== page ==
By Minos Moissis,
President of the Jewish Community of Athens
July 2016, source: athjcom.gr
Pew Research Centre, a credible American research institute specializing in social research, released recently the results of its survey in some European countries. The research aims to explore the views of European citizens on minorities, diversity and national identity.
Main conclusion is that the refugee crisis of recent years has significantly affected perceptions in Europe concerning the integration of immigrants, has created a climate of fear, has intensified prejudices on the relationship between terrorism and immigrants and appears to have enhanced the trends to liaise national identity to criteria such as language, traditions and religion.
There are of course major differences from country to country recorded in the survey, including differences among age groups, education levels and political affiliation in the range left – right. It is really revealing to read the whole survey.
Conclusions regarding Greece are very sad. In almost all relevant questions related to the negative perceptions and opinions of the Greeks against the “diverse”, Greece scores either at the top of the list or too high, usually competing Hungary. Usually, Italy and Poland follow relatively close, whereas much lower score countries of Western Europe and Scandinavia. Indeed, in a combined indicator for “non-integration” of minorities used by the researchers, Greece unfortunately, scores highest at 13.72 near the absolute negative score of 16.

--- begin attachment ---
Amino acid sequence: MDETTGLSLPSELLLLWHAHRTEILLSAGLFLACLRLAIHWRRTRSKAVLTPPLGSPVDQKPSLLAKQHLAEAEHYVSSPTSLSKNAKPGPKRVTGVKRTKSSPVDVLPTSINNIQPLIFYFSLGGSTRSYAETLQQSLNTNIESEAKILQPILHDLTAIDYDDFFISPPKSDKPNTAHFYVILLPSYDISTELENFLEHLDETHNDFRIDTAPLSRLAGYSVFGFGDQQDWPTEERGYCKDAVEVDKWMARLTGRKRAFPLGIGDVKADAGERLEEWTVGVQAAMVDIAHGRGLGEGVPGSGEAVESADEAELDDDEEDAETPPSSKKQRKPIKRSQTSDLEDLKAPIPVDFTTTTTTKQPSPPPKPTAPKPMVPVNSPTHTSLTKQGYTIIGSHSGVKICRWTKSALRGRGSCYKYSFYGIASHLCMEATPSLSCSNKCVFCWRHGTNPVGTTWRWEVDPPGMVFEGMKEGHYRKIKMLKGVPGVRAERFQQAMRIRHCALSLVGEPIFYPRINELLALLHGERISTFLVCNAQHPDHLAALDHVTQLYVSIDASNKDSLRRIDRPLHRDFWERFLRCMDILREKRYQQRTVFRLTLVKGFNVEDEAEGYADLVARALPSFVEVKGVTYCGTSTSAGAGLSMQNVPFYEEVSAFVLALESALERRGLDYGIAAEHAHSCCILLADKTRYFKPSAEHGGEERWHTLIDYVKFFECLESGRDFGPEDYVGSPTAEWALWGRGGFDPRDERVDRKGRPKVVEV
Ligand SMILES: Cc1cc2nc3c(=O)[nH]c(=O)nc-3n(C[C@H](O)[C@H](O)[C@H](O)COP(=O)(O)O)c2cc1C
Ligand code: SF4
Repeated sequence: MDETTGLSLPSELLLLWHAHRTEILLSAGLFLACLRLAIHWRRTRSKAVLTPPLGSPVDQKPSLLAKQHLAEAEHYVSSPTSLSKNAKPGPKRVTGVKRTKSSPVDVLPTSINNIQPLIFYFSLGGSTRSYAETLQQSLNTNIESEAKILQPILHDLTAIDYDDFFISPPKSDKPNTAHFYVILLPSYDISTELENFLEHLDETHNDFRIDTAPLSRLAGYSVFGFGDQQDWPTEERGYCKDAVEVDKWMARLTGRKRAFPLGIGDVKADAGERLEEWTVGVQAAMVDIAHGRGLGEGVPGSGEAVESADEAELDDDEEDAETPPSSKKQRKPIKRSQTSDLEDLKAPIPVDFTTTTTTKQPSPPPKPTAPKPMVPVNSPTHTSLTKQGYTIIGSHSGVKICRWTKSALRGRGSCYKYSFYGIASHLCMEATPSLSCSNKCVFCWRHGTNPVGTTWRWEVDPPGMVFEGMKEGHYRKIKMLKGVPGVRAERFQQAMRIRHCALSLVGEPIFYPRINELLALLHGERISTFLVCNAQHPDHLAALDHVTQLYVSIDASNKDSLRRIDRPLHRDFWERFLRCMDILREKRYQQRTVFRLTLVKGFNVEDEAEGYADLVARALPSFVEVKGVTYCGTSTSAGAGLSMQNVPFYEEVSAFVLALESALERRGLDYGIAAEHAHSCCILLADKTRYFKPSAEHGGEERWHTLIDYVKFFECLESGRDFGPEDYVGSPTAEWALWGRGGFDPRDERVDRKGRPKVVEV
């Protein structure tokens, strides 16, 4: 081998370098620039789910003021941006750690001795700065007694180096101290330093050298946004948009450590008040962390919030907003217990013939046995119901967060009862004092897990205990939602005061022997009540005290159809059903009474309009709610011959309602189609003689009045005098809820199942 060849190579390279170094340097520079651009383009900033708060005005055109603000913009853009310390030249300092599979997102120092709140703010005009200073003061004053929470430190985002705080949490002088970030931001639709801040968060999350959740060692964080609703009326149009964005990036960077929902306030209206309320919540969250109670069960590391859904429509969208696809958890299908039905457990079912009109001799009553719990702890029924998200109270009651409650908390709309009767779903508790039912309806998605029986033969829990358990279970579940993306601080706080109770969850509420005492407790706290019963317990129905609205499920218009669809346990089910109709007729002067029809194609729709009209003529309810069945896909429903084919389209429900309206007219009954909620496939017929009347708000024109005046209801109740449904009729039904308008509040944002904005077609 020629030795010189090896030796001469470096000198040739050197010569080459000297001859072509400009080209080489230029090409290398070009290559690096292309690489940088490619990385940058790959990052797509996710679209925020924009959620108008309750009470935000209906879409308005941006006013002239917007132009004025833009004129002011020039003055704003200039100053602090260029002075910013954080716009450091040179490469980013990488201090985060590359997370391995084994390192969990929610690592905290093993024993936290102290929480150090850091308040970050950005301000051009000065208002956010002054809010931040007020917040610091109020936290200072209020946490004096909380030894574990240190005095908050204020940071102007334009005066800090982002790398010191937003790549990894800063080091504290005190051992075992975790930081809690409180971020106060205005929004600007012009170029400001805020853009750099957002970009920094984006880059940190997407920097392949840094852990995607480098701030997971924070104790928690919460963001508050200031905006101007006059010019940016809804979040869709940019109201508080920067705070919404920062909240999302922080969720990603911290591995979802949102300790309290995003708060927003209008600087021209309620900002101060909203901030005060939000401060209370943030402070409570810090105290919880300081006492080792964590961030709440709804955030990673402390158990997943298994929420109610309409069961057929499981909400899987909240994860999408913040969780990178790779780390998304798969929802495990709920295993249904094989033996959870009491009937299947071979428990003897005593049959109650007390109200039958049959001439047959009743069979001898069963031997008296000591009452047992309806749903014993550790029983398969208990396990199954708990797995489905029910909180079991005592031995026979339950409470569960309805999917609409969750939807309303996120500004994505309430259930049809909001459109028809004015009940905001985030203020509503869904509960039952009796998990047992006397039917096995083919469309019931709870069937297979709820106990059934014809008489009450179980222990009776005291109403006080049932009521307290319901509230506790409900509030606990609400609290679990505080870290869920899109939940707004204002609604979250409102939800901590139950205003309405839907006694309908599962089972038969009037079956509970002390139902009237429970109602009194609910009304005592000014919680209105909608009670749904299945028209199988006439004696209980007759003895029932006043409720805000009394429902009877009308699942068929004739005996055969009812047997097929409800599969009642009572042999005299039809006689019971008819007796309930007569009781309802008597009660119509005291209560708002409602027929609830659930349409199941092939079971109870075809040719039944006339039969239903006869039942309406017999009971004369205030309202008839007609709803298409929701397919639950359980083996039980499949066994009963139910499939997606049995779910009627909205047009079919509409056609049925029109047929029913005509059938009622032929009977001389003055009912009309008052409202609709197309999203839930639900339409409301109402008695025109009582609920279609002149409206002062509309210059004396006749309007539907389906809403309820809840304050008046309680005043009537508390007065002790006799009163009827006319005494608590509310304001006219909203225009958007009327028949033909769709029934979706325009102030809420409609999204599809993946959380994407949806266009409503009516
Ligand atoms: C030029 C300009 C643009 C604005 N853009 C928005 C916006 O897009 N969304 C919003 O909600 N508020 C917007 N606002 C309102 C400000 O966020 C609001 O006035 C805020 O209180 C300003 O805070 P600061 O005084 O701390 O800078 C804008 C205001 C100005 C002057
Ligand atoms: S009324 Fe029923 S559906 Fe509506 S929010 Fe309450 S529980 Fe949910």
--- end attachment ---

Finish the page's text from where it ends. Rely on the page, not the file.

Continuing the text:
Therefore it is not surprising, that when it comes to inter-connection between national identity and Christian religion, more than one in two Greeks deem very important for one to be Christian in order to be a “true Greek”, while the relevant index for all other Countries is far behind.
The survey also reflects that the refugee crisis has increased the prejudices towards minorities in general, mainly of course towards Muslims. In many countries negative views for Muslims and Roma are dominant. For Jews, the survey found significantly lower rates of negative opinions with a median of 16% across all countries. Greece takes the lead here too with a percentage at 55% of negative opinions on Jews.
- Richard WIKE, Bruce STOKES, Katie SIMMONS: Europeans Fear Wave of Refugees Will Mean More Terrorism, Fewer Jobs (July 11, 2016)
- Lea SPEYER: Study: Among Europeans, Greeks Have Most Negative Attitude Towards Jews (July 13, 2016)
- Γιάννης ΚΑΡΑΜΑΓΚΑΛΗΣ: Αριθμοί: Οι Απόψεις Των Ευρωπαίων Για Τους Πρόσφυγες (Ιούλιος 2016)